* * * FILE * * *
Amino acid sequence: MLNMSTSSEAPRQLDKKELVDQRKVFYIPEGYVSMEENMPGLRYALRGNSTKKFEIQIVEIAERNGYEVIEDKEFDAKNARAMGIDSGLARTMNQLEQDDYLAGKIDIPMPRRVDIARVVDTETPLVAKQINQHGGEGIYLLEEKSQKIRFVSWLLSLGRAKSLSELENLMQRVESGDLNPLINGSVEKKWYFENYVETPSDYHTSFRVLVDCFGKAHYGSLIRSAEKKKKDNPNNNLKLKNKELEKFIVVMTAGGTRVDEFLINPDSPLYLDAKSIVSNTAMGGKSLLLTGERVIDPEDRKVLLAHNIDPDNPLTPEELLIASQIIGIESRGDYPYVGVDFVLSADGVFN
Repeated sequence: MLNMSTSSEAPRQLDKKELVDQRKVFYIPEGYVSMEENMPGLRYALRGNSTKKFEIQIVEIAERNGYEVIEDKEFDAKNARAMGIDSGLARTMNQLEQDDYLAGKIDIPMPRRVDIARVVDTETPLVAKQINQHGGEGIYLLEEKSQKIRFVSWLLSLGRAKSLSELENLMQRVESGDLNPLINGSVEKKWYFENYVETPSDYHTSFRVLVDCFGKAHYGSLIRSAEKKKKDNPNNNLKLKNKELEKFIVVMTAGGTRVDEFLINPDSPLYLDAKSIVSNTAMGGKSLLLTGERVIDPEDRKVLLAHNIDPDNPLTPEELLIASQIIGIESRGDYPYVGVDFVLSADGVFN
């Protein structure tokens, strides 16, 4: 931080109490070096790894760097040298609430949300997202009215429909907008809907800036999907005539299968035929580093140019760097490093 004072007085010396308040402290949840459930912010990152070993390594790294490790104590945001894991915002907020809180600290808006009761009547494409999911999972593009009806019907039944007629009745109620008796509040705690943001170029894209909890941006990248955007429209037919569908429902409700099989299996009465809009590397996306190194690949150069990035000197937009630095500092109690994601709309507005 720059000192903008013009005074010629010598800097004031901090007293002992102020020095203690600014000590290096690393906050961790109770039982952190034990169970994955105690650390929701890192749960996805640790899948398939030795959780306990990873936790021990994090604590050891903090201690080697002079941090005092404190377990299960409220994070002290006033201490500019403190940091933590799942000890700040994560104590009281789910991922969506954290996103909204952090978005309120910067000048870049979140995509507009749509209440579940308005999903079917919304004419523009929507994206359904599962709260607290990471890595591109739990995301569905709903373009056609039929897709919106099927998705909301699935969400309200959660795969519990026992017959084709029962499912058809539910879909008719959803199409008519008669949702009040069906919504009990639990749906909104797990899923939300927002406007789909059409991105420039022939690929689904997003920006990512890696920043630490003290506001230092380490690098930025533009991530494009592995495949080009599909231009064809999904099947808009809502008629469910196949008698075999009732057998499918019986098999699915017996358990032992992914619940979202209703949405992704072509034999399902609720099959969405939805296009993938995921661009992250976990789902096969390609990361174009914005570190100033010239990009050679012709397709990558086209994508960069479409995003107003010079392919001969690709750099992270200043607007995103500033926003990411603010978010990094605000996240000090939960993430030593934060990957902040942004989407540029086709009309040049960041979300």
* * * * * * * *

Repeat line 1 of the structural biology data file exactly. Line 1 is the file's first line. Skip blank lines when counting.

Amino acid sequence: MLNMSTSSEAPRQLDKKELVDQRKVFYIPEGYVSMEENMPGLRYALRGNSTKKFEIQIVEIAERNGYEVIEDKEFDAKNARAMGIDSGLARTMNQLEQDDYLAGKIDIPMPRRVDIARVVDTETPLVAKQINQHGGEGIYLLEEKSQKIRFVSWLLSLGRAKSLSELENLMQRVESGDLNPLINGSVEKKWYFENYVETPSDYHTSFRVLVDCFGKAHYGSLIRSAEKKKKDNPNNNLKLKNKELEKFIVVMTAGGTRVDEFLINPDSPLYLDAKSIVSNTAMGGKSLLLTGERVIDPEDRKVLLAHNIDPDNPLTPEELLIASQIIGIESRGDYPYVGVDFVLSADGVFN